G6PD deficiency–also known as Glucose-6-phosphate dehydrogenase deficiency–is a type of hereditary Disease which causes the destruction of red blood cells. The person who suffers from this condition essentially has hemolytic anemia. Males are mainly susceptible to this disease, as it is passed down from females on the X chromosome, but females are affected every now and then. It is one of the most common enzyme deficiencies known to humans. It is the lack of the appropriate enzyme that causes the destruction of the red blood cells.
Infections, medications, and certain foods can exacerbate this condition in those who already have it. It can also cause it in people who weren’t born with it. Beans are especially prone to causing G6PD deficiency, as the compounds in beans, particularly fava beans, can interfere with red blood cell viability. In people who developed the condition through exposure and not genetics, it can frequently be cured. Even in those who were born with it, it can be successfully treated pretty easily.
The glucose-6-phosphate dehydrogenase enzyme is produced in the body to transform carbohydrates into energy. But if is not produced in an adequate manner, the amount of red blood cell starts to decrease and the person suffers from anemia. When this enzyme is deficient through genetics, it is mainly seen in African-American males and people from the Mediterranean region. These populations are at high risk for this condition and need to be tested for it if symptoms of anemia appear.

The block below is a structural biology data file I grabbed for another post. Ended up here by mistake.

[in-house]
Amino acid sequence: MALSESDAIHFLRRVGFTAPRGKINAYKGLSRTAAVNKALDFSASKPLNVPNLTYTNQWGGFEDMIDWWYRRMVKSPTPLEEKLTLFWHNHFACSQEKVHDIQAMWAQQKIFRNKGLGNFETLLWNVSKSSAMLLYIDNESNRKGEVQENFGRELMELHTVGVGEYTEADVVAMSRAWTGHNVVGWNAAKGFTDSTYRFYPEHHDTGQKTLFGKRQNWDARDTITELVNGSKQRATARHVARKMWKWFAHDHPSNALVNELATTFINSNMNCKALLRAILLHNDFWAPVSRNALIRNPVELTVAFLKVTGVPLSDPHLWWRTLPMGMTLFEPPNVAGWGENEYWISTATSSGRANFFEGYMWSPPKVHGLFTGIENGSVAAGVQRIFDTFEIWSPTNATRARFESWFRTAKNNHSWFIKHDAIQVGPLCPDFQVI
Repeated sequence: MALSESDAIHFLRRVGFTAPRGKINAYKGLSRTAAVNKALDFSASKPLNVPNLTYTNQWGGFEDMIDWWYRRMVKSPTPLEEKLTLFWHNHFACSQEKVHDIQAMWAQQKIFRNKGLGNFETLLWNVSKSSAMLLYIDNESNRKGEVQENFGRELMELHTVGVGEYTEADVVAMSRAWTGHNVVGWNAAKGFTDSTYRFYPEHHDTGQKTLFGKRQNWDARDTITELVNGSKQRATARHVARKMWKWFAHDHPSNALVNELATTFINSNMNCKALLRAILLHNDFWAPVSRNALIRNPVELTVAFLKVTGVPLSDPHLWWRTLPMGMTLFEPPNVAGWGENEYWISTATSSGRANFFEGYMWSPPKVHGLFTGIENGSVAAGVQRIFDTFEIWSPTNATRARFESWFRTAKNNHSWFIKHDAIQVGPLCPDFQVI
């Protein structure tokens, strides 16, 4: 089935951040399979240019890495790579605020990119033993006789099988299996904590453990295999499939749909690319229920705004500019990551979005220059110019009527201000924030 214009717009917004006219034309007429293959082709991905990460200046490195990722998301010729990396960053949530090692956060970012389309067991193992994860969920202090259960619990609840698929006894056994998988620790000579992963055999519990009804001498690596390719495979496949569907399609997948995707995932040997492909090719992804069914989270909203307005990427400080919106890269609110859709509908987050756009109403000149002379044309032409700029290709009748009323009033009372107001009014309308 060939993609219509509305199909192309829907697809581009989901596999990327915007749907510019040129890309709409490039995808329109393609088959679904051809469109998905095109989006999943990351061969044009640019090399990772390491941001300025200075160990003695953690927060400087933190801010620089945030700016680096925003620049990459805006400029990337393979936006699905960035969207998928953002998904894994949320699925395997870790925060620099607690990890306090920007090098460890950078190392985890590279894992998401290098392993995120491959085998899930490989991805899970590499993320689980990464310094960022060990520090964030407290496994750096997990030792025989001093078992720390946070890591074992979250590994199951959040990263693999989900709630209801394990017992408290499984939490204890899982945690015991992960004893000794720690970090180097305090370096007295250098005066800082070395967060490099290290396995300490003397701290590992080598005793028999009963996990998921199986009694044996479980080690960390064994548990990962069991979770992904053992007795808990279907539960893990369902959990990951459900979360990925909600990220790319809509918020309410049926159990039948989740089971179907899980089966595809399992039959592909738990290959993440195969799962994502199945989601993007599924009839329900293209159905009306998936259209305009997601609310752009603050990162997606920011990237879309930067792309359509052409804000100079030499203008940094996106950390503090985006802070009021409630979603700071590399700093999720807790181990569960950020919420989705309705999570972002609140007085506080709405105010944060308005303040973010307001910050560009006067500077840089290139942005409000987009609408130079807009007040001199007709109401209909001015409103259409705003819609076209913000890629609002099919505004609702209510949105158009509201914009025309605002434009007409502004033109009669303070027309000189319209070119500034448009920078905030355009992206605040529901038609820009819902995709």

Symptoms of anemia include extreme tiredness, rapid heartbeat, jaundice, breathing difficulty, enlarged spleen, and paleness. However, many people show no symptoms unless they are exposed to certain pathogens, drugs (especially quinine drugs or antibiotics), or foods. If the deficiency is minor, then medication may not be required beyond a simple iron supplement. However, those who have severe deficiencies may need regular hospitalization in order to receive oxygen rich blood transfusions. Otherwise, they may be too tired to function.
In most of the cases of G6PD deficiency, the condition goes undetected until the individual develops severe symptoms. In the initial period after Diagnosis, the doctor will prescribe certain tests like a complete blood count, the Coombs test, tests for liver enzymes, lactate dehydrogenase and haptoglobin tests, and more. Once a diagnosis is made, then the doctor will know the degree of the deficiency and will be able to prescribe a proper program of treatment to get the best results for the patient.
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